Remember Who You’re Serving

For some professions, like doctors and teachers, the patients and students they help are right in front of them and the rewards of their efforts are easy to see. But for many “knowledge worker” occupations, a little more imagination is required. This can be especially true for a graphic designer or copywriter who may not even be the one implementing their own work and monitoring its success. 

Zappos requires all of its new employees to spend a month as a customer service agent so they know their screen time serves real people. With actual people in mind (not consumers, users, or any other inhuman jargon), mundane tasks can take on heroic qualities. A few extra hours spent refining the UX of an e-commerce site will save hundreds or thousands of collective hours spent in inscrutable error hell for less computer-savvy customers. A humble Google ad copy block becomes a concise poem of marketing clarity to ensure the people who need your product or service understand it at a glance.

Job crafting: George Washington Carver dedicated his life to peanuts

Job Crafting

There is meaning to be found in the most seemingly inconsequential of tasks or objects of study. George Washington Carver famously spent his entire life studying the humble peanut. Sometimes it comes down to changing the definition or focus of your work by job crafting. There are three ways to job craft and create more passion for your work:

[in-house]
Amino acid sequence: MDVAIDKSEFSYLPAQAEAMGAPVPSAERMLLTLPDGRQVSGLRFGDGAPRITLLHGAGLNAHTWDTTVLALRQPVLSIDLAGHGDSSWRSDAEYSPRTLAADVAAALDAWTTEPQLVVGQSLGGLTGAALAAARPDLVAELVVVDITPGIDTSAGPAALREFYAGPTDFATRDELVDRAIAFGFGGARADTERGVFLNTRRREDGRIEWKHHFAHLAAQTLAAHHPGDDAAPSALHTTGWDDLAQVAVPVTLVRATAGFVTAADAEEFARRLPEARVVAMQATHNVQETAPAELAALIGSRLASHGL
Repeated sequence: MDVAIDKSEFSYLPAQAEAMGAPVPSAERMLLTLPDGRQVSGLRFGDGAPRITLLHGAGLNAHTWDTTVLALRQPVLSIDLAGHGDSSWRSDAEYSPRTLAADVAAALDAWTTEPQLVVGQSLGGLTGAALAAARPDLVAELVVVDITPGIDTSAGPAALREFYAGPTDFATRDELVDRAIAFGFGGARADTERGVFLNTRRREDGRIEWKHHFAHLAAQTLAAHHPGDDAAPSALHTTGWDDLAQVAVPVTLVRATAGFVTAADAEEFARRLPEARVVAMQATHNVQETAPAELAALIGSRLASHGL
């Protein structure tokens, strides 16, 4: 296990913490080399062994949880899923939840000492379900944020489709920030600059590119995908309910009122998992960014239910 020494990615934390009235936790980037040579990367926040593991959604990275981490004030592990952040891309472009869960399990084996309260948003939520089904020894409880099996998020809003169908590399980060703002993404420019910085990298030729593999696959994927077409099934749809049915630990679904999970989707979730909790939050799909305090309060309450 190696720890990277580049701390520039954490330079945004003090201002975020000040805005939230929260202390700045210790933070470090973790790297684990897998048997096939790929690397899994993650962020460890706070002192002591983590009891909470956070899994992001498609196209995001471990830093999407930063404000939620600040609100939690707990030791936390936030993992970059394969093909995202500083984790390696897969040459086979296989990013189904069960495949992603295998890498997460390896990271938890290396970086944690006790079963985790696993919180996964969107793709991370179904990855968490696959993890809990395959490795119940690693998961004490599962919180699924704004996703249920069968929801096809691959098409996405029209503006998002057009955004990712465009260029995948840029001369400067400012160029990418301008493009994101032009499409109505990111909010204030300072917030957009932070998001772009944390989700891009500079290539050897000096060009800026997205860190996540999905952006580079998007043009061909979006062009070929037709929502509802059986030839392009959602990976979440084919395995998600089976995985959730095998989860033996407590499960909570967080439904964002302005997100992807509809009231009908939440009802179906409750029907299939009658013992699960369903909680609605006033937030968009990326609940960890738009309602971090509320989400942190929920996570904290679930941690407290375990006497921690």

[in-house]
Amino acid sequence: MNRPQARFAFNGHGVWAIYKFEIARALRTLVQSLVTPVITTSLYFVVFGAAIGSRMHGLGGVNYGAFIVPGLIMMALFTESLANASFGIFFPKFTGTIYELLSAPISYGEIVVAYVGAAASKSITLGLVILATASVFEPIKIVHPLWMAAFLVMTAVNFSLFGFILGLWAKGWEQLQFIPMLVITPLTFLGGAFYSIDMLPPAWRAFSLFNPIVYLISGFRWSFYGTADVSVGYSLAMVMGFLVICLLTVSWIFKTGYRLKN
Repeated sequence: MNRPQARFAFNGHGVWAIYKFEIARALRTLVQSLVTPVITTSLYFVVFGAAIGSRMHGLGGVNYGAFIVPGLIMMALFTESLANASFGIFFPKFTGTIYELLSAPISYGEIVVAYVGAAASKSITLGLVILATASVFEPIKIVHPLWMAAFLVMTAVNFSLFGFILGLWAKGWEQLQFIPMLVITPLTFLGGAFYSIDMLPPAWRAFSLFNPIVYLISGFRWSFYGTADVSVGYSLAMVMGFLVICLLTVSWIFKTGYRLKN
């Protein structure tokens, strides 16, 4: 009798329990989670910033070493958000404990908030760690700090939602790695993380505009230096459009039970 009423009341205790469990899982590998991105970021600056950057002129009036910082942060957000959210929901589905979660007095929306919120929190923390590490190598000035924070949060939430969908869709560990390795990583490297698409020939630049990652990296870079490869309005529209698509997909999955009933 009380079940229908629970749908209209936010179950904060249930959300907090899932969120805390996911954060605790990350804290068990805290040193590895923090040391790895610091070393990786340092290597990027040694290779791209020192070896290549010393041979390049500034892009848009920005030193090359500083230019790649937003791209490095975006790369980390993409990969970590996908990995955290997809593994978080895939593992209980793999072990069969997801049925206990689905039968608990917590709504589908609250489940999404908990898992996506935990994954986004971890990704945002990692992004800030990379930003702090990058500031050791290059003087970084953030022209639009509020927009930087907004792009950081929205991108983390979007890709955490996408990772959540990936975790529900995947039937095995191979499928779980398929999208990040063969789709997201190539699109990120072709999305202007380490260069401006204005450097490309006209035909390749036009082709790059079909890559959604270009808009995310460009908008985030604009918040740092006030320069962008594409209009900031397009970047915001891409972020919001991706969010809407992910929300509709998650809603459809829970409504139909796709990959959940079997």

1. Give more attention, time, and energy to tasks you enjoy (e.g., a copywriter spending extra time writing anecdotal stories for the company newsletter to fulfill their passion for storytelling)
  2. Taking on additional tasks related to your passion (e.g., a lead designer taking an intern under their wing because they love teaching)
  3. Reframing the social purpose of the work (e.g. a developer working for the government sees the writing of a new algorithm as a public good and civic duty)

You Are Not Your Work

Maybe the most important reminder from this article: Your self-worth is not determined by your work. America’s meritocracy promises freedom and happiness and has fostered incredible material prosperity. But it has also resulted in a culture in which our value is often determined by our occupational success, instead of our inherent value as members of our communities and families and as individual human beings. Truly letting go of this mindset is beyond the scope of this article, but the good news is that until you do, faking it is fun and easy. Spend time with your kids, your parents, and your friends. Pick up an edgy hobby like checkers, badminton, or choir. Long story short? Get a life outside of your job.


Whether you’re looking for purpose-driven freelancers to join your team or want to work with companies that make a difference, Artisan helps people find meaningful work they’ll love doing.